Instead of abating future taxes, the company pays the upfront costs, and if they meet specific requirements — such as the completion of the remodeling, relocating of the 400-plus jobs to the city and meeting certain payroll thresholds — Fairfield could be making annual payments from the city’s general fund as early as 2018.

“There’s a lot of security built in from the city’s perspective, to make sure the compliance happens as we all expect it to,” Kathman said.

Kathman said having an Atlanta-headquartered company land in Fairfield is a big get for the city. The company will be the city’s ninth-largest employer and it is projected to make the Fortune 500 list later this year.

Fairfield Chamber of Commerce President and CEO Kert Radel said Monday night’s announced deal “is going to be a tremendous economic boom for the city of Fairfield.”

“It’s also going to send out a signal to other companies that this is going to be a great opportunity to come and have your business operate out of Fairfield,” he said.

Radel and Kathman said there is a lot of available land for further development in the South Gilmore area, and Radel said “there’s no downside to this at all.”

Veritiv Corporation was founded in July 2014 following the merger of International Paper’s xpedx division, which was headquartered in Clermont County, and Unisource Worldwide, which was headquartered in Atlanta. Veritiv, which has 8,900 team members across 180 distribution centers in North America, had more than $9.3 billion net sales in 2014, said company spokesman Ed Patterson.

The Greater Cincinnati area is “a place to find good talent” for the jobs that support Veritiv’s support North American operations, Patterson said.

“The office will offer us what we believe is a sleek updated working environment,” he said. “What we wanted to do and the offices and the space we needed, for growth, it wasn’t the right fit. And this facility in Fairfield was the right fit for us.”

The company’s lease for its Clermont County offices ends this July.

Veritiv is a full-service strategic distribution company that offers business-to-business solutions including packaging, print and paper, publishing, logistics and facility solutions, such as cleaning supplies. The company has distribution centers around North America, including in Canada and Mexico.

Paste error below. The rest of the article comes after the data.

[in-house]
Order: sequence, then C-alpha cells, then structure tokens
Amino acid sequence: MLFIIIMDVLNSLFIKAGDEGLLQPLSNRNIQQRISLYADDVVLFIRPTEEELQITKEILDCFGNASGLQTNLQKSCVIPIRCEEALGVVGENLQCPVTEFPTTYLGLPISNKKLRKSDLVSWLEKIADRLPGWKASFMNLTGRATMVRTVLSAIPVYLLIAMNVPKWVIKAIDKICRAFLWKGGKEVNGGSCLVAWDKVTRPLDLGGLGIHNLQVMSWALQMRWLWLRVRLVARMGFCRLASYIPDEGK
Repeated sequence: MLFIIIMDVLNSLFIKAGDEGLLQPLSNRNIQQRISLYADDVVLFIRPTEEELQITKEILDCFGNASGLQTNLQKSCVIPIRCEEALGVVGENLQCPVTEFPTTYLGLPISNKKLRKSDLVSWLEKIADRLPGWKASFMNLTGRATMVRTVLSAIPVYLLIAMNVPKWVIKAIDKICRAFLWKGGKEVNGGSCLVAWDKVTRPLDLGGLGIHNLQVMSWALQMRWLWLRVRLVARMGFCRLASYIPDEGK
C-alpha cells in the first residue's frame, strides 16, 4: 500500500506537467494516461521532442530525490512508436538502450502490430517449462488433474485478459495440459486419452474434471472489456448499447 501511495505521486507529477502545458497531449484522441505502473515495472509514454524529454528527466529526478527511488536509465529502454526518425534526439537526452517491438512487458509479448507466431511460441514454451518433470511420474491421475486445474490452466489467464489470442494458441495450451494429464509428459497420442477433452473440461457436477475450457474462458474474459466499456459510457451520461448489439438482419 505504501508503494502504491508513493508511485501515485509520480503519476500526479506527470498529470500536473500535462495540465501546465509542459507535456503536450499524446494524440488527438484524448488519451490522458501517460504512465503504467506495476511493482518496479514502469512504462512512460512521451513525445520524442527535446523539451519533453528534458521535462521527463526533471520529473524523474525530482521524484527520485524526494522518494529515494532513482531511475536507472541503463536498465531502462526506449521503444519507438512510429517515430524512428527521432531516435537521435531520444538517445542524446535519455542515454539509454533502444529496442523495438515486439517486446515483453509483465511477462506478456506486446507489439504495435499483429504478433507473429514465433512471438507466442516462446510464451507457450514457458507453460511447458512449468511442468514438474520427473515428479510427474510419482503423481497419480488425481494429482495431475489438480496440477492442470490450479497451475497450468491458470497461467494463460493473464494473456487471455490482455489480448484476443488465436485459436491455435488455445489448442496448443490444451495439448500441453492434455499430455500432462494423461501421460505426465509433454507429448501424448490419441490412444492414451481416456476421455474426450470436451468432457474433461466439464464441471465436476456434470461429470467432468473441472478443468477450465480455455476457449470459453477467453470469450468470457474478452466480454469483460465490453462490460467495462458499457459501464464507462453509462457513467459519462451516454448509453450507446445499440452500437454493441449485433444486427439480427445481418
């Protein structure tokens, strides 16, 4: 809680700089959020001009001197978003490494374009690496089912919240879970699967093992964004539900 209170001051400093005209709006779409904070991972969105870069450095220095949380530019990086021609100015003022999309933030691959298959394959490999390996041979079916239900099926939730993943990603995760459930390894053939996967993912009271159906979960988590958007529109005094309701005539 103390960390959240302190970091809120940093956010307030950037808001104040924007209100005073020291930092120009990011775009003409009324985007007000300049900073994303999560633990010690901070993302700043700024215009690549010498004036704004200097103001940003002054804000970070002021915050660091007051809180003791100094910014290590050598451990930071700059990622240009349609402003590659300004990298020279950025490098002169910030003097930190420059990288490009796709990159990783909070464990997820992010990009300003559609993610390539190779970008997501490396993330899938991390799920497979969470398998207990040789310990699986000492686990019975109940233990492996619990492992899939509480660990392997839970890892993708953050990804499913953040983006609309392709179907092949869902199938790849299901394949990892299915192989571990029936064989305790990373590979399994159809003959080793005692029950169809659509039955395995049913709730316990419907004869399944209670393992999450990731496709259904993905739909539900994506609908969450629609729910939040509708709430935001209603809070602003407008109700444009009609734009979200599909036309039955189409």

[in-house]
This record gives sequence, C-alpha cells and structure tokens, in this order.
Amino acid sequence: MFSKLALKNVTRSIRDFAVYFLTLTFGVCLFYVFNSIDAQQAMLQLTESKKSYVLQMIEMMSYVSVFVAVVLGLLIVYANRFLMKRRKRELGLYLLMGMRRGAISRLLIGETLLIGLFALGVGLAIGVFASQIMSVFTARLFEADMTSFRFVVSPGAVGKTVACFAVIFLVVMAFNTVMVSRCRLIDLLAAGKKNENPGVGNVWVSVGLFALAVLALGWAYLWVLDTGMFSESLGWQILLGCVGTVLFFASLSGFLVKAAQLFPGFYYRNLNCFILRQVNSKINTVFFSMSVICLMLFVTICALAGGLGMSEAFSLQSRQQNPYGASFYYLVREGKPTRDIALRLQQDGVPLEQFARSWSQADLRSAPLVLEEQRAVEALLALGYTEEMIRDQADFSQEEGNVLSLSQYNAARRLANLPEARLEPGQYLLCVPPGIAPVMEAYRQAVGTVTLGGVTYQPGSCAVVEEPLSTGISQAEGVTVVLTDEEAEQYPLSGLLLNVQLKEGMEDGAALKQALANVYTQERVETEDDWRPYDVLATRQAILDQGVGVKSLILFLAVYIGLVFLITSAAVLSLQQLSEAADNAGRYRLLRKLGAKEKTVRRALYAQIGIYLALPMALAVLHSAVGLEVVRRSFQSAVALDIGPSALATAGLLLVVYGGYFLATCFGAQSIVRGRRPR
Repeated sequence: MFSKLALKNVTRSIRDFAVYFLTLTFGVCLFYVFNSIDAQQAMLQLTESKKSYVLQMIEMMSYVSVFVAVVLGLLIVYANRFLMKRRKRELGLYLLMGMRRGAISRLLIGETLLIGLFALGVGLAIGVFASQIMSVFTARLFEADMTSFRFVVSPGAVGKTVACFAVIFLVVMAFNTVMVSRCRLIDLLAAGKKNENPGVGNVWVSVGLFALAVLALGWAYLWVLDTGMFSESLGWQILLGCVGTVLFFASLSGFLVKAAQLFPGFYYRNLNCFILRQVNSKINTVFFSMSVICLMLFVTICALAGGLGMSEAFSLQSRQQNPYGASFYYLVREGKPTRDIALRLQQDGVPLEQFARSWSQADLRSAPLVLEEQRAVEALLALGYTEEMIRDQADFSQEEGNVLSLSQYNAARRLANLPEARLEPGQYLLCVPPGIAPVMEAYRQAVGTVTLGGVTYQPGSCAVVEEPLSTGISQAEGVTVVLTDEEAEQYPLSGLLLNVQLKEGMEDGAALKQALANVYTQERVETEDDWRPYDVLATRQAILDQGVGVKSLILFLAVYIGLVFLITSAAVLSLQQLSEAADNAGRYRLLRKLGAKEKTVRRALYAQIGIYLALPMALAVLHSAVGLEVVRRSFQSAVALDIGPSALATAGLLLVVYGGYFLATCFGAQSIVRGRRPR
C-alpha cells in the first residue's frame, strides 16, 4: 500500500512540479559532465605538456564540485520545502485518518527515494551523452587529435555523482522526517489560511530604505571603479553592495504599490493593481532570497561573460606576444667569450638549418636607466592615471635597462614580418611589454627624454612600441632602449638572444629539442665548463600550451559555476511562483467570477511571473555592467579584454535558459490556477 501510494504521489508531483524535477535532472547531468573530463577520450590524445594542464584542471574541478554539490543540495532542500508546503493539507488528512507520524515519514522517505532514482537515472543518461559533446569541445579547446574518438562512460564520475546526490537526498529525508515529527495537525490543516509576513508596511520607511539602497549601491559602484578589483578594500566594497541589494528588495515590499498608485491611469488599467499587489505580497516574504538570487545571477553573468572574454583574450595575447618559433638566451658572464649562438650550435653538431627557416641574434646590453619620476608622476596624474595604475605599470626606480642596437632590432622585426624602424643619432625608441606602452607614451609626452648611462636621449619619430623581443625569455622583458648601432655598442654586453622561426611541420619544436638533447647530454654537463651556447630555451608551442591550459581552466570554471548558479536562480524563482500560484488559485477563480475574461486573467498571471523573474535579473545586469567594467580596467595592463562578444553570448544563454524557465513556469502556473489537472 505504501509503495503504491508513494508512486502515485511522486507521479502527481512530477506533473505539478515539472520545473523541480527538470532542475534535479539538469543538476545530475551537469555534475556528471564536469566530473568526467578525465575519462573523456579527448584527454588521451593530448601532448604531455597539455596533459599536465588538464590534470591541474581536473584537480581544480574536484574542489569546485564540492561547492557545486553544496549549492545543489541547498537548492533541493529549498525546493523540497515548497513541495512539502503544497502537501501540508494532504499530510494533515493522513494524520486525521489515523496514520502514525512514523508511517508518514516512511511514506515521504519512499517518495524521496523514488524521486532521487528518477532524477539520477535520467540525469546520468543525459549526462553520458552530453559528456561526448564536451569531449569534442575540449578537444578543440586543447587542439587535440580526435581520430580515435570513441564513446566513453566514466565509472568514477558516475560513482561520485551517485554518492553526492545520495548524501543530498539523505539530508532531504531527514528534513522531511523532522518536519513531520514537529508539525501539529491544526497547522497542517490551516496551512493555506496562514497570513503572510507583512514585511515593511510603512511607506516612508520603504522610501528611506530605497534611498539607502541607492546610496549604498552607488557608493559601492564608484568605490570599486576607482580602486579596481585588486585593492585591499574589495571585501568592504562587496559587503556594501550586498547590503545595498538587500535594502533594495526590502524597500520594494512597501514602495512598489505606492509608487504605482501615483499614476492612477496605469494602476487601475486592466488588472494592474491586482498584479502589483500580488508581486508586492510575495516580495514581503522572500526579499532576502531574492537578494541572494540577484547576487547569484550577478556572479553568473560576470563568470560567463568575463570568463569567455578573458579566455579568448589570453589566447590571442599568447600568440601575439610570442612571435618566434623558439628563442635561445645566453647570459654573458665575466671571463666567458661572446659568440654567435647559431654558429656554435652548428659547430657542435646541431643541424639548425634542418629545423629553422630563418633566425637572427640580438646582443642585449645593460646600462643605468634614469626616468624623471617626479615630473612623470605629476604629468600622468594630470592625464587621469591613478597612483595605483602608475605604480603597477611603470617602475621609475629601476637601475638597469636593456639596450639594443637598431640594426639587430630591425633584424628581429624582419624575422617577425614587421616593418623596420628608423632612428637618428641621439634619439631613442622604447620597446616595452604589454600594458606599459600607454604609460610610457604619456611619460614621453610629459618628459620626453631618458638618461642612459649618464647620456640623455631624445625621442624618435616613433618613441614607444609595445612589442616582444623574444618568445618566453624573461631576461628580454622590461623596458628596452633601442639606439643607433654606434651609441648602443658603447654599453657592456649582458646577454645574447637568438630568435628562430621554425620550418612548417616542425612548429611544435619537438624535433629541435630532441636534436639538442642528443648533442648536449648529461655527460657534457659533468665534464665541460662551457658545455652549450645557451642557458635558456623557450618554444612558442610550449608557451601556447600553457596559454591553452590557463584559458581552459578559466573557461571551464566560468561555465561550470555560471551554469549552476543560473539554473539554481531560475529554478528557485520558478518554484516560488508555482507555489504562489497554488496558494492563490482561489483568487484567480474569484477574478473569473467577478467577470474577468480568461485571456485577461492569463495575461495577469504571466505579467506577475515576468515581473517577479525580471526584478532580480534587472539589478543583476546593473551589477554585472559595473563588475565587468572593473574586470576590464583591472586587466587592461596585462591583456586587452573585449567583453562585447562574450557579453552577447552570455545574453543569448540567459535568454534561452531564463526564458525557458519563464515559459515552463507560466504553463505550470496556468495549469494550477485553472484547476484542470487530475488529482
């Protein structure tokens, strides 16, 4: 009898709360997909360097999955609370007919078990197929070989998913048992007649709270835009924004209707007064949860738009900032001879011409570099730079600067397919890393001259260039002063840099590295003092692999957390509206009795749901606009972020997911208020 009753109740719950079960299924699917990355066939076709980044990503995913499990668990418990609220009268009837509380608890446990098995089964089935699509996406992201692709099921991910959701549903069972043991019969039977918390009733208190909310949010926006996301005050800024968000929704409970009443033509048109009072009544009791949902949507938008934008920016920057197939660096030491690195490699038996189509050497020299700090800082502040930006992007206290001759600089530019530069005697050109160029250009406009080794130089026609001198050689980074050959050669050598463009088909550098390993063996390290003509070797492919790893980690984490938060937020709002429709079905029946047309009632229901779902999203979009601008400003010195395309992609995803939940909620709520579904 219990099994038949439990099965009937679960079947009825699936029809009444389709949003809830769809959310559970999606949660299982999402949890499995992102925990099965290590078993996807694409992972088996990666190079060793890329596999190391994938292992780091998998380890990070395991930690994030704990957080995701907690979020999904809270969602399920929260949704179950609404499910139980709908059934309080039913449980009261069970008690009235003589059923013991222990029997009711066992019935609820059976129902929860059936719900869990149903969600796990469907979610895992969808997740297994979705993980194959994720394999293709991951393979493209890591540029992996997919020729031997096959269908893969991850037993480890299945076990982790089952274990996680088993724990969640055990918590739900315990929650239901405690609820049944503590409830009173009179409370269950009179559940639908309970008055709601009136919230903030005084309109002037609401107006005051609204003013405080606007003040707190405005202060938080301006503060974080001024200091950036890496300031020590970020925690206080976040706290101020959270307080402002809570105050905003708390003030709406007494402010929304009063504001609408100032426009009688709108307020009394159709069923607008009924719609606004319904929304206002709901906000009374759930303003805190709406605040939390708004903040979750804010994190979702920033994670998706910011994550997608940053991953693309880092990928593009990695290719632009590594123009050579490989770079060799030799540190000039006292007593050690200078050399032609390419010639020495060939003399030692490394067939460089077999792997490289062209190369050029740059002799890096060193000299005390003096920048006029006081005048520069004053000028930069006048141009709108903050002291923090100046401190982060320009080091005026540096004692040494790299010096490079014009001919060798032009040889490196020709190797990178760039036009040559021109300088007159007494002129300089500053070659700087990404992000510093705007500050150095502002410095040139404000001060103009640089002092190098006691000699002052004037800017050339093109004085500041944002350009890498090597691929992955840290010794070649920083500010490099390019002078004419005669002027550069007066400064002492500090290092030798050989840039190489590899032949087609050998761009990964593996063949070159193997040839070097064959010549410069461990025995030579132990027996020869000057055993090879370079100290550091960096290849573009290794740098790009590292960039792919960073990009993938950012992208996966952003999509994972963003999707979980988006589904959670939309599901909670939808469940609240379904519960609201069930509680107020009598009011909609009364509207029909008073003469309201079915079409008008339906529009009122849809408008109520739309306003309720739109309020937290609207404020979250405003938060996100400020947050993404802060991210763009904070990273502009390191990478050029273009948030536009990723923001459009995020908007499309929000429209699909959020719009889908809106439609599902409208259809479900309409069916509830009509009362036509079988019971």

While more than 400 employees work out of the Miami Twp. offices, there are 520 employees that work in the Greater Cincinnati, which includes a distribution center in Northern Kentucky, according to the company. In Ohio, the company employs more than 600.

Cincinnati Financial took on the mission two years ago to make a push to attract more jobs to Fairfield, which including remodeling part of the Gilmore Pointe Office Park, said Michael Sewell, Cincinnati Financial’s chief financial officer.

“We are very supportive of the city of Fairfield, Butler County and the region since we moved to the city of Fairfield back in the mid ’80s,” said Sewell. “We think it’s very important to attract and retain jobs in Fairfield, to grow Fairfield, but more importantly Butler County in addition the general larger region.”

Growth in Fairfield is being planned for, Patterson said, but it’s just not known when the company will be ready to add more jobs. That’s one of the reasons he said the Gilmore Pointe Office park was attractive. While Veritiv will bring just more than 400 jobs to Fairfield, the space will allow dozens of more jobs to be added, he said.

“As we look at these similar operational support functions, if and when the time comes, we wanted to make sure we were in a location here that allowed for that particular growth,” said Patterson, adding that the projected move-in date by the end of September. The move will be done in waves, Patterson said.

Patterson said the company wanted to look at all the options in Greater Cincinnati, and worked with REDI Cincinnati to find an ideal location, which was the Fairfield site near Interstate 275.

“Our role is to keep these great companies in the region,” said Erin Rolfes, a spokeswoman for REDI Cincinnati. “We do three things: we attract companies to the region, and once they’re here we try to help them stay and try to keep them here.”